By Lauren Dvonch
April 22, 2021
“Sustainability” is a buzzword with a variety of meanings. When it comes to sustainable agriculture, the definition seems simple: provide nutritious food for human consumption while utilizing farming practices that preserve natural resources and protect the environment. The UN projects that the global population will reach about ten million by 2050, so it is becoming increasingly important to moderate the consumption of our resources to ensure that the earth can support the growing population for years to come.
In 2019, agriculture accounted for 10% of the United State’s total greenhouse gas emissions. Additionally, deforestation, which often occurs to clear space for livestock grazing and farming, was responsible for another 10% of total greenhouse gas emissions.
In the last century, the number of farms in the United States has decreased dramatically and the average size of farms has increased, a product of the agriculture industry’s shift towards large-scale factory farms. This diminished the number of family-owned farms as large corporations began to produce the majority of food in America. This shift towards large-scale agriculture has had a myriad of negative effects, such as topsoil depletion, groundwater contamination, degradation of rural communities, harmful conditions for farmworkers, and increased production costs. Sustainable agricultural practices seek to address these issues, ultimately improving both labor conditions for farmworkers and farming’s impact on the environment.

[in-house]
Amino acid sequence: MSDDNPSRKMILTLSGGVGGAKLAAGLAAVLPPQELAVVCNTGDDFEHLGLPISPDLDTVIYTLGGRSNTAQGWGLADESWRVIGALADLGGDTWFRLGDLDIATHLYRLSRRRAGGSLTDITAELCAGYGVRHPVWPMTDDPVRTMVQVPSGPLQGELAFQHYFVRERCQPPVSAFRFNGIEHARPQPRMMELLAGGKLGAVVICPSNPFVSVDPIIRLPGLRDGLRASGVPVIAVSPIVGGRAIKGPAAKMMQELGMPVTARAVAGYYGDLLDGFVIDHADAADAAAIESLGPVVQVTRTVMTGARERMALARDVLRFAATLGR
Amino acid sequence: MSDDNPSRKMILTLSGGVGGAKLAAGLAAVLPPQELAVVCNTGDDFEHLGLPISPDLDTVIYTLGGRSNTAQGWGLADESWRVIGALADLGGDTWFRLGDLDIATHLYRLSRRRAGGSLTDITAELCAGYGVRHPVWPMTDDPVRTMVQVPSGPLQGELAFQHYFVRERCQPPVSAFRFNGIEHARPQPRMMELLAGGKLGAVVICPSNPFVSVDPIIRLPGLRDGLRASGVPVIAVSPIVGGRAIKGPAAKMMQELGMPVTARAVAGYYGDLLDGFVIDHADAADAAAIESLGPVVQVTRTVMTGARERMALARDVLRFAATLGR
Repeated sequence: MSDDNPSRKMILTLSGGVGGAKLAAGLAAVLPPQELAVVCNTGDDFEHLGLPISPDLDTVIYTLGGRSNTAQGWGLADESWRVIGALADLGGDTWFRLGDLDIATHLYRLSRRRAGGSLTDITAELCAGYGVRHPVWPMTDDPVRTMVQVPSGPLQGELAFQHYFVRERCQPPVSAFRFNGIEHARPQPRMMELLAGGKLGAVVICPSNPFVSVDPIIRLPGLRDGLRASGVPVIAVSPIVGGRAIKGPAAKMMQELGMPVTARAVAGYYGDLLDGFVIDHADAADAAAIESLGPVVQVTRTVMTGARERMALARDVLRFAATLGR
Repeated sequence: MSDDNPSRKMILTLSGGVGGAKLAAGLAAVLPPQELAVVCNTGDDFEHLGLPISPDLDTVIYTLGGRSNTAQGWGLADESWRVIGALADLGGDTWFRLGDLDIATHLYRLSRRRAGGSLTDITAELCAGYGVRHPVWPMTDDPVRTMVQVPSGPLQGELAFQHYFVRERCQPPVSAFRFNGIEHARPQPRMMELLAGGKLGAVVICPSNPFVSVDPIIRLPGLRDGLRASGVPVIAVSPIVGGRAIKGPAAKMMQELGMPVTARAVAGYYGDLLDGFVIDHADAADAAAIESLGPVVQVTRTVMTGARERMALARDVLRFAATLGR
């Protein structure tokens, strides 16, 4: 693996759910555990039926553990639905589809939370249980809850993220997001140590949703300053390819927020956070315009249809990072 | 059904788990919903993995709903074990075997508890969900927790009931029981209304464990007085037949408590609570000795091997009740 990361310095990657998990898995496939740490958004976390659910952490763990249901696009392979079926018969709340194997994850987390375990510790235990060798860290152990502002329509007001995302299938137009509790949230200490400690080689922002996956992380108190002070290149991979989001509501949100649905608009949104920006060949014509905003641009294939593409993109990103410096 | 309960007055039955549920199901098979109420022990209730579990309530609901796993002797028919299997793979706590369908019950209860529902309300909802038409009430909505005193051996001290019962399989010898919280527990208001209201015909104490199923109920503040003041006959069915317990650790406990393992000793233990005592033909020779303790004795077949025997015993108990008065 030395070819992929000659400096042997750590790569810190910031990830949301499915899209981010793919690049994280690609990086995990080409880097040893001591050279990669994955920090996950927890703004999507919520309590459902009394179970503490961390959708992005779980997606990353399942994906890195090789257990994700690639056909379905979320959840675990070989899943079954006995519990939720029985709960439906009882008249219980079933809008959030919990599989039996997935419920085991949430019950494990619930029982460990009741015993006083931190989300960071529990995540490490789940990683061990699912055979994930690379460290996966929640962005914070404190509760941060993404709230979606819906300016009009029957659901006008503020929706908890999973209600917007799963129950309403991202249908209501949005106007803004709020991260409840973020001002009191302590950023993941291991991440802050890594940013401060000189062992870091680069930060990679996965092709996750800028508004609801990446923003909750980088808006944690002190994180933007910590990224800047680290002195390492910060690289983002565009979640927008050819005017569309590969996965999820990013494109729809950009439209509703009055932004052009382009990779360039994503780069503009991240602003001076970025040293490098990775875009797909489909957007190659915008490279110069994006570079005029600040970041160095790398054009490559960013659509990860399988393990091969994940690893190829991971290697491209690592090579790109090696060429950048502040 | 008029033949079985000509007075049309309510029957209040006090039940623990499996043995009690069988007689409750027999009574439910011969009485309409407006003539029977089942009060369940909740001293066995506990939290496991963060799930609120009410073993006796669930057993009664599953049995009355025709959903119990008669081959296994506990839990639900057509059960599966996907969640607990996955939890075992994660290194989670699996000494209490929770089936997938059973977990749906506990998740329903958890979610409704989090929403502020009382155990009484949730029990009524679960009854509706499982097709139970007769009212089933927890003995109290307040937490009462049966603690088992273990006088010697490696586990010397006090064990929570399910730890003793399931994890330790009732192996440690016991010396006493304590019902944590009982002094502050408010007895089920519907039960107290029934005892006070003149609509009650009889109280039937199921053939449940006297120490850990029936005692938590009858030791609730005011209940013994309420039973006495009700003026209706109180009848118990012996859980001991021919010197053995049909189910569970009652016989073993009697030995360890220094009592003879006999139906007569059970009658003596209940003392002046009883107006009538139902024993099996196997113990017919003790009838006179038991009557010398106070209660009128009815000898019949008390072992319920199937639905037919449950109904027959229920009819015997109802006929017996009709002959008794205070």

Sustainable agriculture is a dynamic practice that encompasses technology and farming methods to preserve natural resources and ensure their viability for years to come. Some commonly used sustainable agriculture practices include:
Increased crop diversity: This allows farmers to profit from high yields of multiple crops year round, limit reliance on chemical pesticides, and enhance soil fertility.
Planting cover crops: Cover crops are planted to protect soil from erosion and provide it with nutrients between growing seasons. They can also be used for livestock grazing, and are effective in limiting pesticide runoff and adding organic matter to soil.
Hydroponics and aquaponics: These farming practices grow crops without soil so that they can be grown inside or outside in areas with limited space.
Use of renewable energy sources: Harnessing energy sources like solar, hydroelectric, or wind limits dependence on nonrenewable energy.
No-till farming: Tilling turns over the top layer of soil before planting new crops, which erodes the soil and kills microbes essential for soil health. No-till farming maintains soil structure and quality for multiple growing seasons.
These are just a few examples of the many sustainable agriculture practices that farmers are implementing around the world to preserve our natural resources and provide nutritious food for the global population. About two million people on Earth are currently experiencing moderate to severe levels of food insecurity, and if current agricultural practices do not shift towards sustainable farming, this number will only increase with the growing population. Sustainable agriculture will allow the planet to thrive while simultaneously supplying healthy food for humans.
To learn more about a farm using sustainable practices, check out our Faces of Farmlink profile on Pierre Sleiman Jr., founder and CEO of GoGreen Agriculture.